I am SO not done with Berlin. As I told you in my previous post about the Prussian heritage and the nazis, I completely felt in love with the city. Follow me this time along the Berlin wall! And I mean, literally. It’s not all gone (you can even buy pieces of it in tourist shops!).
But first, let’s take a look at the TV Tower
The truth is, wherever you go, your guide (here comes Sam again) will have something to tell you about the nazis, or the soviets, or both. Most monuments in Berlin have been used and re-used by both parties (while sometimes having been built under the Prussians, so much history going on I’m telling you!). Also, most of the main things to see in Berlin are located in what used to be East Berlin, occupied by the soviets during the Cold War.
And as Sam-the-guide told us, the soviets were not very interested in re-building all the monuments and buildings that had been partially destroyed, or at least severely damaged, during WWII. The Prussians, the nazis, all that: they didn’t care much about saving their heritage.
Instead, they built their own buildings. One of the most emblematic one of that period is definitely the TV tower. Modern architecture that looks like a huge disco ball, really…
It was built in the 1960s, and intended to broadcast television programmes from the German Democratic Republic (East Germany). The tower was built as a symbol of the strength and the efficiency of the socialist system. The sphere of the tower was meant to remind of the sputnic satellites.
But nowadays, it is a symbol of the reunified Germany. It is also the highest bar and restaurant of all Berlin, with a breath-taking view on the city. Unfortunately, I did not get a chance to visit it myself… or to try their famous house cocktails.
Fun fact: the tower is nicknamed the Revenge of the pope. It was built as a symbol of modernity, located just behind the Berlin Cathedral, and at the time the leader of East Germany (Walter Ulbricht) had declared that every churches should remove their crosses. Ironically, when the sun shines on the tower, the light reflects as a giant… cross, which you can see from all over Berlin.
Remains of the Berlin wall
The Berlin wall was not built right after the separation between East and West Berlin. For over a decade, the border between the two parts of the city was easy to cross, you just had to go through the checkpoints. And about 3 millions people had left the East for the West by 1961, many of them being skilled workers, doctors, teachers and engineers. In order to stop the embarrassment of the amount of refugees fleeing, the East German government decided to close its border for good, by building a wall.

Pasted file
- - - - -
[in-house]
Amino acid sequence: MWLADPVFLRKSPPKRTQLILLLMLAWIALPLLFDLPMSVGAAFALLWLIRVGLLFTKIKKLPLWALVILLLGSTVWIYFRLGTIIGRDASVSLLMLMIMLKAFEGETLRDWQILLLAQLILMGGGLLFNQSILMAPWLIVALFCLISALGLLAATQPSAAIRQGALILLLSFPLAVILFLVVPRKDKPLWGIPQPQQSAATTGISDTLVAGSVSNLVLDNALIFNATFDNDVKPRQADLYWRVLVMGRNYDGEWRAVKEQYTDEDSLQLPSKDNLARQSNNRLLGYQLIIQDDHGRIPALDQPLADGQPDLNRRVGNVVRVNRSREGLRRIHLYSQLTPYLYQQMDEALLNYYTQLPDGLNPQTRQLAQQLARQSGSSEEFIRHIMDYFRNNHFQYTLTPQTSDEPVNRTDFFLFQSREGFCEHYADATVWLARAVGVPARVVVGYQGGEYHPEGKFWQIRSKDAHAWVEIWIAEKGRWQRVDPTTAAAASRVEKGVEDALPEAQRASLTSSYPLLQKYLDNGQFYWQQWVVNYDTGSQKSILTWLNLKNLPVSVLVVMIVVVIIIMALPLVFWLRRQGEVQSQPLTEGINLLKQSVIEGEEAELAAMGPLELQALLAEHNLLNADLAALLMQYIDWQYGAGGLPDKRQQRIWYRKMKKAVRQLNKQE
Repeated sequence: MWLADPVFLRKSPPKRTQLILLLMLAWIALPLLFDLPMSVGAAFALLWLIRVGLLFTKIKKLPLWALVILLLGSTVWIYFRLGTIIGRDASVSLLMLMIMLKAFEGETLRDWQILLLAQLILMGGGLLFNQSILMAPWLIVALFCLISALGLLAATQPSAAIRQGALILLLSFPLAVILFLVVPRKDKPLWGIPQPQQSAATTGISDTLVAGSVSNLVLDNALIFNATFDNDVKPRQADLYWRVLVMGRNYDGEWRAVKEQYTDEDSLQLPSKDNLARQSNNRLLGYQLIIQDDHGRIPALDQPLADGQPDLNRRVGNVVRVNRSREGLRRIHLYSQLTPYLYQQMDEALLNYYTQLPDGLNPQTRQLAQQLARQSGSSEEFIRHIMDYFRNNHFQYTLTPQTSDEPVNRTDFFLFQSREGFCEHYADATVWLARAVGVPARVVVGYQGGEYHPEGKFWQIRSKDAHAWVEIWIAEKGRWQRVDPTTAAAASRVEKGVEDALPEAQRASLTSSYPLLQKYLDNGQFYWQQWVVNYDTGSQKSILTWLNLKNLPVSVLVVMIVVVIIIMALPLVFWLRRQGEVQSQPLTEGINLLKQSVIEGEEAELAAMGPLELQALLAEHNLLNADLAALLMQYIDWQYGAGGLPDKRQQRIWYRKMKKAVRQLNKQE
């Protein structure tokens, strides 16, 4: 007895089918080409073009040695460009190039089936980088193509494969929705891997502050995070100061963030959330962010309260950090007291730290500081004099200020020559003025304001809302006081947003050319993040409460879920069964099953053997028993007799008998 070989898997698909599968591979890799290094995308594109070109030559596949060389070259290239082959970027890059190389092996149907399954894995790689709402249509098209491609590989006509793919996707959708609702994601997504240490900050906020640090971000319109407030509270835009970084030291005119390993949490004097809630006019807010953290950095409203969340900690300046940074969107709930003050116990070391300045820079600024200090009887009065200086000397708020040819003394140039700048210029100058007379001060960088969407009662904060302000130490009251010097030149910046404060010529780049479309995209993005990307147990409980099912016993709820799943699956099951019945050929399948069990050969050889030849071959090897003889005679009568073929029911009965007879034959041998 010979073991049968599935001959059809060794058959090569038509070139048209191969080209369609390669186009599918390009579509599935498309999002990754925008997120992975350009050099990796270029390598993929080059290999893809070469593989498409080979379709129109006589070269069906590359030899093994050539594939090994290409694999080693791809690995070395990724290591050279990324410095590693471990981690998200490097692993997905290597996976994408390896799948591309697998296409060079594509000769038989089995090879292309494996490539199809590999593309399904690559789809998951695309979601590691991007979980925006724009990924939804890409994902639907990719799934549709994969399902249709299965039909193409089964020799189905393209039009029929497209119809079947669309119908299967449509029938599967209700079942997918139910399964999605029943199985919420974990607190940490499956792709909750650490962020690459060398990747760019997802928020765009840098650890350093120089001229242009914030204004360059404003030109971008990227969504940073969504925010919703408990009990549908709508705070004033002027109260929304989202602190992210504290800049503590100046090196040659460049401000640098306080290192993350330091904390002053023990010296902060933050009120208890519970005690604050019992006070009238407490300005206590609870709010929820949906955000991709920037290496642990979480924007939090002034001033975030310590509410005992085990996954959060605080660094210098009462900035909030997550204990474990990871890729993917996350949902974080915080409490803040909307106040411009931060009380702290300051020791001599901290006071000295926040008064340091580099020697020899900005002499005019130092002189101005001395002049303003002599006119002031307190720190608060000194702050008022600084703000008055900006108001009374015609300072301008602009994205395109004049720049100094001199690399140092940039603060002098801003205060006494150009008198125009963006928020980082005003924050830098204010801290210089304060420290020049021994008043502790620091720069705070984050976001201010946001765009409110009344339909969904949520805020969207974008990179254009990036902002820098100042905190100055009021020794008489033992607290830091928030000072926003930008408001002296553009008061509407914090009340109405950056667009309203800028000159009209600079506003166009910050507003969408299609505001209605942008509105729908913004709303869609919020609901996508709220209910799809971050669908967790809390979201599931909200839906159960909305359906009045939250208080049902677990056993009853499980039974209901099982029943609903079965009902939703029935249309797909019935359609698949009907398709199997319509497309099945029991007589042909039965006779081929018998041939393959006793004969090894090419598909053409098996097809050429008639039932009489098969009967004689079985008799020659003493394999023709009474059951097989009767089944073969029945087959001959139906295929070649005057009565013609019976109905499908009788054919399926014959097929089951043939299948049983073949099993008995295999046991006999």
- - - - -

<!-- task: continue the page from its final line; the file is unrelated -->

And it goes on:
Hello, it’s me
From the West side of Berlin, the wall was easily accessible. But from the East side, you had to get through meters of barbed wire and even a second concrete wall to get to the actual border wall. The only way to cross was through the checkpoints, but even then, you had to have a special permission to enter in.
On the eastern side of the wall, patrolling soldiers (amongst other obstacles) had for order to shoot anyone trying to cross the border. At least 171 people were killed trying to cross. However, another 5000 managed to pass over or around the wall.
From this building for example (the ministry of aviation built by the nazis at a time where Germany was not allowed to have an air force…), a spectacular escape happened. A man managed to get his family to West Berlin using a zip wire going from the top of the building to the other side of the wall, just a few meters away. Not very discrete, and of course a patrolling soldier saw them. However, he did not try to intervene and stop them, as he was convinced these were only spies sent by the East German government into the West side…
As you know, the fall of the wall happened on 9th November 1989, but not all parts of the wall have been destroyed. Where it was, you will often find a line marked on the floor, or other types of memorials.
Amongst all of the checkpoints that existed between East and West Berlin, there is one that has particularly marked people’s minds. Checkpoint Charlie was maintained by the US Army, on the West side of the border. Its main function was to register and inform members of the Western military force before entering the Eastern side, as well as tourists.
What made checkpoint Charlie so famous? In 1961, for 16 hours, a face-off between Soviets and US tanks threatened to start a third world war.
Another fun fact from Sam-the-guide: the barrier from the checkpoint was so high that, once, a west berliner who had a girlfriend living in the east side decided to attempt bringing her back with him after a day visiting. To do so, he rented a very low sports car, and just drove through the checkpoint, right under the barrier. A very James Bond move! Of course after that, the barrier level was lowered.
There is nothing left of the actual checkpoints in the city. But an inspired American businessman decided a few years ago to rebuild an exact copy of checkpoint Charlie, for tourists purposes. That’s what I call a true million-dollar-idea!
Can you guess question: How do you know whether you are in East or West Berlin? Easy: you just need to check the pedestrian traffic lights!
If you see a little man wearing a hat, also known as Ampelmann, you are in East Germany. Ampelmann really is more than a traffic light sign though; it is emblematic of Berlin, and you can buy T-shirts, mugs or whatever else you want with the little sign on it.
But enough with history facts, let me give you a short overview of what’s coming in my next, and last, Berlin post:
If you like burgers, sausages, beer, gluten-free bakeries and street art, stay tuned: the coolest parts of Berlin are coming your way.